Is there a way to turn the traumatic memory down?
"This is the first step toward figuring that out," Glanzman said. "Even after we know this, we will still need a way to target the memory. We have captured the memory in the dish, but we also have to know where in the brain the memory is."
Does he think it will become possible to target and weaken specific traumatic memories?
"I do," Glanzman said. "Not in the immediate future, but I think we will be able to go into one's brain, identify the location of the memory of a traumatic experience and try to dampen it down. We can do this in culture, and there is no essential difference between the synapse in culture and the synapse in your brain. We have captured the memory in the dish; now we have to figure out a way to target the memories in human brains. Once we know the neural circuit that contains the memory, then we need a selective way to inhibit the activity of PKM in that circuit."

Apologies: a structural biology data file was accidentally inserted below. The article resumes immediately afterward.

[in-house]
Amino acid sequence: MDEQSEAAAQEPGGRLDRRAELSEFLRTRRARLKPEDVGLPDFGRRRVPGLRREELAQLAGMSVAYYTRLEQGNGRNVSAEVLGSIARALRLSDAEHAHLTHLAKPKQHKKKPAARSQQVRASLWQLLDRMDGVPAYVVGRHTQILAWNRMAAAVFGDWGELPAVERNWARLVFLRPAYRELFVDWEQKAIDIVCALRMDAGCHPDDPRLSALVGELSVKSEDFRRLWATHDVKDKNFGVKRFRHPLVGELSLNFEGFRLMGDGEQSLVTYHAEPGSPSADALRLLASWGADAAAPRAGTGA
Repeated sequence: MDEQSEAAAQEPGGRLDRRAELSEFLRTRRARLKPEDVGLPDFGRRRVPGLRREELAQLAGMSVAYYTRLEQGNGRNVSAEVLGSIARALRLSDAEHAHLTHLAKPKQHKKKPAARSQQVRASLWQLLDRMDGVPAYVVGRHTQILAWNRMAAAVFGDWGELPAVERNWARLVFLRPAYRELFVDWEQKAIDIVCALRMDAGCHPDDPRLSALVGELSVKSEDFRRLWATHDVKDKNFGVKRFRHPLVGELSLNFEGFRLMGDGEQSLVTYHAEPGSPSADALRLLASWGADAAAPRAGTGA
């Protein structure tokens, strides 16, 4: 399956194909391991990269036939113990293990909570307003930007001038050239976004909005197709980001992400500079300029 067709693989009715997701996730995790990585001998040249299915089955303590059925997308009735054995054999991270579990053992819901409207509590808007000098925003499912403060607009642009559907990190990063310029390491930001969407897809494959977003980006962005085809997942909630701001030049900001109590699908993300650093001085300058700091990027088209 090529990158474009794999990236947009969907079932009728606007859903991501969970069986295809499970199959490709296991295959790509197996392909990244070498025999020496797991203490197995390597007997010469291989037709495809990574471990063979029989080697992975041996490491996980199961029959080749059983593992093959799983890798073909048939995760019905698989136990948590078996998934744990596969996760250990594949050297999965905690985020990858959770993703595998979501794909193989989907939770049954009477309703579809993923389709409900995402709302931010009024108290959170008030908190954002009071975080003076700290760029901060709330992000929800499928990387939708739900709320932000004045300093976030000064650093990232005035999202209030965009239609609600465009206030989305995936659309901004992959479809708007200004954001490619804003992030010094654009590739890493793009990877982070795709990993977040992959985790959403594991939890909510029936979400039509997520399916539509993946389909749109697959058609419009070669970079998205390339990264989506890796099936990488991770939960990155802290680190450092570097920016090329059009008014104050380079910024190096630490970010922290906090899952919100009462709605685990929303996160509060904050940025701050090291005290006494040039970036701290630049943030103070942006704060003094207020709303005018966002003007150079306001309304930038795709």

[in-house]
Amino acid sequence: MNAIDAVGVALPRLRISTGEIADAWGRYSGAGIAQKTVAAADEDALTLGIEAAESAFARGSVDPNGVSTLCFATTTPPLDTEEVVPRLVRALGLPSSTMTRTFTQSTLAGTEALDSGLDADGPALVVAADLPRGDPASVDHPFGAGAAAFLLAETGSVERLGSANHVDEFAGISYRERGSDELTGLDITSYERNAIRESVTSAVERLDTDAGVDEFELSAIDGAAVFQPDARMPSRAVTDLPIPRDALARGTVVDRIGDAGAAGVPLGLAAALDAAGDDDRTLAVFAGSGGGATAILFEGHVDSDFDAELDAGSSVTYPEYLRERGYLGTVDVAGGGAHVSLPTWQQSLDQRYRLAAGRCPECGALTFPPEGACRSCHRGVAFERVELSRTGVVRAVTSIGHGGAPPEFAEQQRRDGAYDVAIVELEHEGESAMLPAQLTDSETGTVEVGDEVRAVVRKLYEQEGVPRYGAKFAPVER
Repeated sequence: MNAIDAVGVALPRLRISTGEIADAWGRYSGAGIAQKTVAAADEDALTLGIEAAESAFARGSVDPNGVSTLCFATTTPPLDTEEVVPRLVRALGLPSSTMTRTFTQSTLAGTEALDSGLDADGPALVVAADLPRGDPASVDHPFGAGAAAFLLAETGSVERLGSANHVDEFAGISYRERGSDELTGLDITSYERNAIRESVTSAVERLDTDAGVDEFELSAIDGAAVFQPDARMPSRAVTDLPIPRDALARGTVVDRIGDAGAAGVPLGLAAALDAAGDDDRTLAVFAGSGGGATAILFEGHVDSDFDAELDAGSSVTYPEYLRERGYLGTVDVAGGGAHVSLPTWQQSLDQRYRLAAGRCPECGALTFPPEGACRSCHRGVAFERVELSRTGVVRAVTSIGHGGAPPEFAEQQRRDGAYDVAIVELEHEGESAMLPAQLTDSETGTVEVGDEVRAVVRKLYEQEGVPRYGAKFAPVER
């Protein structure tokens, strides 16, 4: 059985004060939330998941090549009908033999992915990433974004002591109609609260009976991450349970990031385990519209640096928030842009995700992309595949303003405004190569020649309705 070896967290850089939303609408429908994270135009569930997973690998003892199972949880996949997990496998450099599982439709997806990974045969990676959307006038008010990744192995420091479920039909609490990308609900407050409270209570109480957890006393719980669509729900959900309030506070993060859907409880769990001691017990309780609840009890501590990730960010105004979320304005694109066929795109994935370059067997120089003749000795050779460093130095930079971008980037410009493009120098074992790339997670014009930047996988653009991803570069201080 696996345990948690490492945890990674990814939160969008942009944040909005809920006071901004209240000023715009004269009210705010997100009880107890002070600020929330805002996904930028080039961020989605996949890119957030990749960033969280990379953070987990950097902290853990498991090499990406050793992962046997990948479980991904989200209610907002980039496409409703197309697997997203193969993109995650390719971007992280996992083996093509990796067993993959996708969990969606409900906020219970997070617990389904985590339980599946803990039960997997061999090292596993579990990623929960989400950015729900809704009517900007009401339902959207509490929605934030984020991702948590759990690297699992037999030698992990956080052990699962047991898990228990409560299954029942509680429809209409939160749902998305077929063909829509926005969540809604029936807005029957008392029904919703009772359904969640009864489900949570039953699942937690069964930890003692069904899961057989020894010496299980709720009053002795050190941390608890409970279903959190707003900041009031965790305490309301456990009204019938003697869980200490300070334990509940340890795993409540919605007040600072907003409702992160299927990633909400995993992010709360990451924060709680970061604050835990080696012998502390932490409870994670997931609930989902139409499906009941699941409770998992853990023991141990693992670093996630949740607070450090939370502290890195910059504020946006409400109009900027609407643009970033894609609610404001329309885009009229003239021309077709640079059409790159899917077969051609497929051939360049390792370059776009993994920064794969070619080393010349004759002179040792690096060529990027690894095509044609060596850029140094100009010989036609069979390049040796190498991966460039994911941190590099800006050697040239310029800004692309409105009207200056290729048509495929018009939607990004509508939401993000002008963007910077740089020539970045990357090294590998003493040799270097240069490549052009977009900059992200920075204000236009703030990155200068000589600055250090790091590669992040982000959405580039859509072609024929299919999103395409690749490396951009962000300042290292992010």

People have different brain circuits collections of neurons and synapses that join neurons for different memories, Glanzman believes. Scientists may seek to inhibit PKM in a particular circuit. The goal would be to find the brain circuit that is predominantly associated with a traumatic memory and target PKM in that circuit.
If you boost rather than inhibit PKM activity, might that have a beneficial affect for patients with Alzheimer's disease? Alzheimer's disease appears to initially disrupt the synaptic basis of learning, Glanzman said, and PKM might be involved in that disruption.
Just as scientists are seeking to target and kill cancer cells without damaging healthy cells, Glanzman intends to study whether it is possible to weaken only certain synapses associated with traumatic memories, while leaving other memories intact.
"The brain is the most complicated organ in the body," Glanzman said, noting that the brain has many trillion
|Contact: Stuart Wolpert|
University of California - Los Angeles